AUSTIN, Texas — The Texas Senate has given its initial stamp of approval to a bill that would require preborn babies killed at abortion facilities to be buried or cremated instead of being discarded as medical waste.
The move comes just months after a federal judge appointed to the bench by then-President George W. Bush ruled that such requirements place an “undue burden on a woman’s right to seek a previability abortion.”
S.B. 258, introduced by Sen. Don Huffines, R-Dallas, passed 22-9 on Wednesday, but must be subject to another vote before it heads to the House for consideration.
“The Department [of State Health Services] shall develop and maintain a form for a pregnant woman to select the method of disposition of the unborn child’s remains. The form must include burial and cremation as methods of disposition of the unborn child’s remains [and] a statement that if the pregnant woman selects burial or cremation of the unborn child’s remains, the pregnant woman may be responsible for the burial or cremation costs,” the bill reads in part.
It also calls for the creation of a registry of non-profit organizations willing to provide financial assistance to mothers who are indigent and unable to pay for the burial of their child.
Abortion facilities that fail to follow the rules would be fined $1,000 for each day of non-compliance.
Huffines said that the bill is necessary as he believes that unborn children should be treated with dignity and not medical waste.
“We’re not going to treat it like we do a cancer, like a tumor, like a diseased organ,” he stated. “We are going to treat the unborn with dignity and respect.”
Rep. Byron Cook, R-Corsicana, has proposed a similar bill in the House, but it has not advanced in part due to concerns from those who believe abortion should be outlawed altogether rather than regulated.
“When those on death row convicted of a most heinous crime are executed, we bury them,” he said during a committee hearing. “We don’t put them down a garbage disposal or in a landfill. Even veterinary clinics have more human and dignified methods for placement of deceased animals.”
Democrats criticized Huffines’ measure as being too intrusive into personal decisions.
“I just feel like this bill is imposing your religious beliefs on other people,” said Sen. Sylvia Garcia, D-Houston.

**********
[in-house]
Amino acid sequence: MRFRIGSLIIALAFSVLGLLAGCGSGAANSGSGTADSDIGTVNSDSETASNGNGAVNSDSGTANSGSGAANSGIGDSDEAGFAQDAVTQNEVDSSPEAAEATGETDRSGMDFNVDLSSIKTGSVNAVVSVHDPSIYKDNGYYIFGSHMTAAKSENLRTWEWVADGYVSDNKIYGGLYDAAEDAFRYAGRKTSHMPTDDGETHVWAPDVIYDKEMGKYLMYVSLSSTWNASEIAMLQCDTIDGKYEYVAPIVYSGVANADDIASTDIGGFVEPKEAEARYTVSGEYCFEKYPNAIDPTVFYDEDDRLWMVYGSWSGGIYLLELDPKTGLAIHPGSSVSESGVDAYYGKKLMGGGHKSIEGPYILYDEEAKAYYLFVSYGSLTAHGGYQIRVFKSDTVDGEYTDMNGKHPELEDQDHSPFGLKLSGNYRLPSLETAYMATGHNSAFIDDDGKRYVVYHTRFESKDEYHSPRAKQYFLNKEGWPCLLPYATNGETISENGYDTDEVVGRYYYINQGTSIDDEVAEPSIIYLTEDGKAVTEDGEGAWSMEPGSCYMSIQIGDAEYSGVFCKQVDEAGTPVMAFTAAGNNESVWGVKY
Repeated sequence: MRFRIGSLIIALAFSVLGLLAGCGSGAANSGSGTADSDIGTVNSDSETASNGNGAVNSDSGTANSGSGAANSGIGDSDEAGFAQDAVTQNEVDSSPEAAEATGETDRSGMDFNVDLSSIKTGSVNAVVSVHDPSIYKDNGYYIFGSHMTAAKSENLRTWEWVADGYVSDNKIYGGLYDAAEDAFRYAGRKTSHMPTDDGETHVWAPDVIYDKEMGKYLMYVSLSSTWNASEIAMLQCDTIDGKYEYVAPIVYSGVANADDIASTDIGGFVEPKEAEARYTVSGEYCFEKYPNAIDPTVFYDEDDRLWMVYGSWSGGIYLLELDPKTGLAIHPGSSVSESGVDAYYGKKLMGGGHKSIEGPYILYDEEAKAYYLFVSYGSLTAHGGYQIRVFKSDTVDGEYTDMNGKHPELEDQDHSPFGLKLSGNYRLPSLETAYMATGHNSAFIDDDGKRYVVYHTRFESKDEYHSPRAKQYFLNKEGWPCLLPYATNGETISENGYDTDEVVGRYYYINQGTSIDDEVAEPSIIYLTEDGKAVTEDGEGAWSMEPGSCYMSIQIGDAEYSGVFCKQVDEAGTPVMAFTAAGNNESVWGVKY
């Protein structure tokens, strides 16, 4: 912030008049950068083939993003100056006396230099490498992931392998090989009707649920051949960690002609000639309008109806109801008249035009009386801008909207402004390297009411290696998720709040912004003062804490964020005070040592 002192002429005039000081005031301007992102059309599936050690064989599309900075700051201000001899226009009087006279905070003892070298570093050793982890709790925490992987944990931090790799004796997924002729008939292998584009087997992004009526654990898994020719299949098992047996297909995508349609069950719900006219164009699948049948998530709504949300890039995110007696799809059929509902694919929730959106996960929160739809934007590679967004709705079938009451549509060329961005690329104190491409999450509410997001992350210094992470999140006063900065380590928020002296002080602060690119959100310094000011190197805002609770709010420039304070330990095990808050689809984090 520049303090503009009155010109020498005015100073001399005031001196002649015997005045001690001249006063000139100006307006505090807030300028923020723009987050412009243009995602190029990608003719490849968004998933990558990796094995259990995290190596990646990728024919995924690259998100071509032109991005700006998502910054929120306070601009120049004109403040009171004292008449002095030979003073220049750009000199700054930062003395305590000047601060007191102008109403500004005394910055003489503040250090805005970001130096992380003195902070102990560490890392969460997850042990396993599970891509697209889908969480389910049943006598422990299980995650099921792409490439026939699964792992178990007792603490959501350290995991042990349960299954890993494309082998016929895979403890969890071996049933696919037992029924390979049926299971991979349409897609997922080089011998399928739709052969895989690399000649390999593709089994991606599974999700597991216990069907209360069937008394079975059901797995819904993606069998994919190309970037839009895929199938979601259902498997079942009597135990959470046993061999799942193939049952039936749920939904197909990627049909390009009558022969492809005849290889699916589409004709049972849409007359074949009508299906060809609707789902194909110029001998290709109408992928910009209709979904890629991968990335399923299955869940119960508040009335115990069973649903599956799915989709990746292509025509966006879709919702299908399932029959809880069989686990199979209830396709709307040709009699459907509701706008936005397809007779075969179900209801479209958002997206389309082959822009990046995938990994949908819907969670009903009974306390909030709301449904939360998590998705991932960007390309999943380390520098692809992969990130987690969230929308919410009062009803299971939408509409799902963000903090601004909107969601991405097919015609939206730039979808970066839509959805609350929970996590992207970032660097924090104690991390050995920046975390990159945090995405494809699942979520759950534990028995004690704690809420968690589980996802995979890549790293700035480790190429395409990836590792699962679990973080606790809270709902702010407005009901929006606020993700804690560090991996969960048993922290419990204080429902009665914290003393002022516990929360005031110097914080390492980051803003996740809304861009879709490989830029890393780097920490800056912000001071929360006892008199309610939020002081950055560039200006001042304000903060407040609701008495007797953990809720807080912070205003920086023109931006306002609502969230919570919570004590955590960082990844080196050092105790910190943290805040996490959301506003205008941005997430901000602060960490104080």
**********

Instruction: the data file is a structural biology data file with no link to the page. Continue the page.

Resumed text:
“It is clear that a part of what this bill is intended to do is put a burden on the women who are choosing a legal medical procedure and it’s an effort to shame and treat them differently if they are having an abortion,” also remarked Sen. Kirk Watson, D-Austin.
As previously reported, in Texas, abortion facilities customarily contract with third party medical waste companies to dispose of the aborted babies, which are usually classified as “pathological waste.” The containers of aborted babies, mixed in with boxes of bodily fluids, tissues and other items that are not permitted to be thrown in the trash, are then transported to an incineration plant where they are burned into ash and then dumped into landfills.
However, current Texas law also allows for other types of disposal, including “grinding and discharging to a sanitary sewer system,” “chlorine disinfection/maceration followed by deposition in a sanitary landfill” or other “approved alternate treatment process, provided that the process renders the item as unrecognizable, followed by deposition in a sanitary landfill.”
In December, the Department of State Health Services finalized a rule at the request of Gov. Greg Abbott that would similarly require the burial or cremation of aborted children.
But days later, several abortion facilities filed suit to stop the regulation from going into effect, including Whole Woman’s Health, Brookside Women’s Medical Center, Austin Women’s Health Center, Alamo Women’s Reproductive Services and others.
As previously reported, the medical waste company Stericycle was fined $42,000 in 2011 for autoclaving fetal remains from Whole Woman’s Health with household and commercial trash rather than incinerating them.
“It was explained that medical waste is placed in red biohazard bags, then placed into boxes provided by Stericycle. Each fetus resulting from an abortion is placed into a hard plastic container and then into a red biohazard bag. The bag is then placed into a freezer, where it is stored,” the Texas Commission on Environmental Quality (TCEQ) investigative report read.
“When Stericycle arrives to transport the medical waste, the individual fetuses are removed from the freezer and placed into another large red biohazard bag. The red biohazard bag containing the fetuses is placed into the medical waste box along with other medical waste generated at the facility that requires treatment. According to facility representatives and the medical waste manifest reviewed, it appears that Stericycle picks up the waste once per week,” it outlined.
In January, U.S. District Judge Sam Sparks issued a preliminary injunction against the new Health Services rule requiring burial or cremation rather than incineration, stating that it “could severely limit abortion access in Texas,” but Attorney General Ken Paxton vowed to appeal.
“Texas has chosen to dignify the life of the unborn by requiring the humane disposition of fetal remains,” he said in a statement. “These rules would simply prevent health care facilities from disposing of the remains of the unborn in sewers or landfills.”
“Today’s ruling, however, reaffirms that the abortion lobby has grown so extreme that it will reject any and every regulation no matter how sensible,” Paxton lamented. “Indeed, no longer content with merely ending the life of the unborn, the radical left now objects to even the humane treatment of fetal remains.”